Jan 7, 2002 8:41 AM
If you're one of those guys who can just go grunt through the same course every day, then ignore this. Otherwise, though, I've had much better luck getting back into shape after a layoff (which I seem to do at least once a year, sadly) if I just go RIDE, instead of worrying about how and where and how fast and what my pulse rate is. Once you start getting into shape and get a few pounds off is soon enough to start taking your pulse. For now, go do something you enjoy and have fun, so you'll stay with it.
Do both, stop that stretching nonsense n/tBobo
Jan 7, 2002 8:51 AM
re: Fitness Training Question: Which road to ride?harlett
Jan 7, 2002 2:34 PM
instead of stopping and stretching try and do things on the bike that help with those things-- shifting to a bigger gear and standing occasionally-- keeping your head up and consciously relaxing your neck muscles and loosening your shoulders-- wiggle your fingers on the bar tops to relax your arms-- slide back, a little, on the saddle occasionally to work your quadriceps in a different way-- do quick spin-ups every now and then--

what your doing right now is like building a pyramid-- use both the flats and the hills to build a wide aerobic base to that pyramid-- the pinnacle of the pyramid is your main goals for the year-- the wider the base the higher the pinnacle-- the more flat and hilly miles you put in now the faster and more comfortable you'll be later--

two of things you can do to help yourself right now are: in the hills, occasionally, shift to a big gear that you can turn slowly and ride up a steady hill for 3 to 5 minutes-- this will help you build power and strength-- on the flats or hills do spin-ups-- shift to an easy gear and spin as fast as you can for 30 seconds-- rest for 10 minutes and repeat three times-- this will help your legs learn to go fast and help with your spinning--

three of the style differences between doing hills and flats are body and breathing and pedaling rhythm-- be conscious of this and try to synchronize the three in the way each style demands-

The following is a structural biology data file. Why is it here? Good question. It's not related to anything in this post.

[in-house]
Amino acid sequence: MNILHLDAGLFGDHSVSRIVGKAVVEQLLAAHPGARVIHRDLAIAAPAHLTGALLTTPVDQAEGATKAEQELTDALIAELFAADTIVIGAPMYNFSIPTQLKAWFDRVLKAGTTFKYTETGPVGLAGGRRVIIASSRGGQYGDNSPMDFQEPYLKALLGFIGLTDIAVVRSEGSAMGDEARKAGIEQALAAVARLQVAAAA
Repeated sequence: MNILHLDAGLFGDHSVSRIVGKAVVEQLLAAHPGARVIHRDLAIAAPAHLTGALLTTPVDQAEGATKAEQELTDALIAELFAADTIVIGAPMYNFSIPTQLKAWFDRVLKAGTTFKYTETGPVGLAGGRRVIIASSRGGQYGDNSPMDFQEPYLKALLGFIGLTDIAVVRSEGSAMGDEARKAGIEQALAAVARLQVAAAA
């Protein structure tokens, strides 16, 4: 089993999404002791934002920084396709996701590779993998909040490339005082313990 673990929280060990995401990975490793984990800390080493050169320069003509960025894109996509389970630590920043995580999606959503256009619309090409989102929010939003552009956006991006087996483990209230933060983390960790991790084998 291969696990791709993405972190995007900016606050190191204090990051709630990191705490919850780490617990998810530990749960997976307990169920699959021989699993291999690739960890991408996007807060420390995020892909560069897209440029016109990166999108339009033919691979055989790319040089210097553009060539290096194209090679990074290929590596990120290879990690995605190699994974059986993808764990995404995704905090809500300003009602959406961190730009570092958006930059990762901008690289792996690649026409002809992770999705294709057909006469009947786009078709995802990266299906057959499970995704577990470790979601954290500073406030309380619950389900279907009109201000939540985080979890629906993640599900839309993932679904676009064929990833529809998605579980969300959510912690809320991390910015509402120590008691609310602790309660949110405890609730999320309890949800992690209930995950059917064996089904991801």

happy and healthy riding.
re: Mix it up....jrm
Jan 7, 2002 2:38 PM
Do both on alternating days. Maybe find another one on the side.
Just Ridegrzy
Jan 7, 2002 5:23 PM
If you approach your riding like you approach a typical diet or going to the gym (getting all analytical and hitting the numbers) then you are bound to fail. What you need to do is get out there and just ride. Go long, go short, mix it up, take it easy, kill yourself. The idea is that if the expereince is enjoyable and has variety you're more likely to make it a habit and part of your lifestyle. If you approach it like going to the gym or only eat cans of Slim Fast then you're going to have about the same results. Ultimately speed doesn't matter nearly as much as heart rate and duration. Fall in with other riders - sure you may get dropped but so what? You'll find that being part of a group can motivate you in ways not possible otherwise. Realize that you didn't get into your current shape over night so it's reasonable to expect it's going to take time and work to make a change. The trick is going to be keeping your calorie intake under control and getting regular rides. If you go to hard to soon you run a good chance of getting and injury. Your rides should be all about enjoyment: seeing things differently and meeting new people as well as building some friendships.

Head out on a ride with no particular plan or route and see what happens. If you feel great just keep going, if not cut it short. Some people just can't do it with out an exact plan, but they never seem to enjoy it as much and it's very easy for them to get discouraged when they miss a goal - even by a small amount.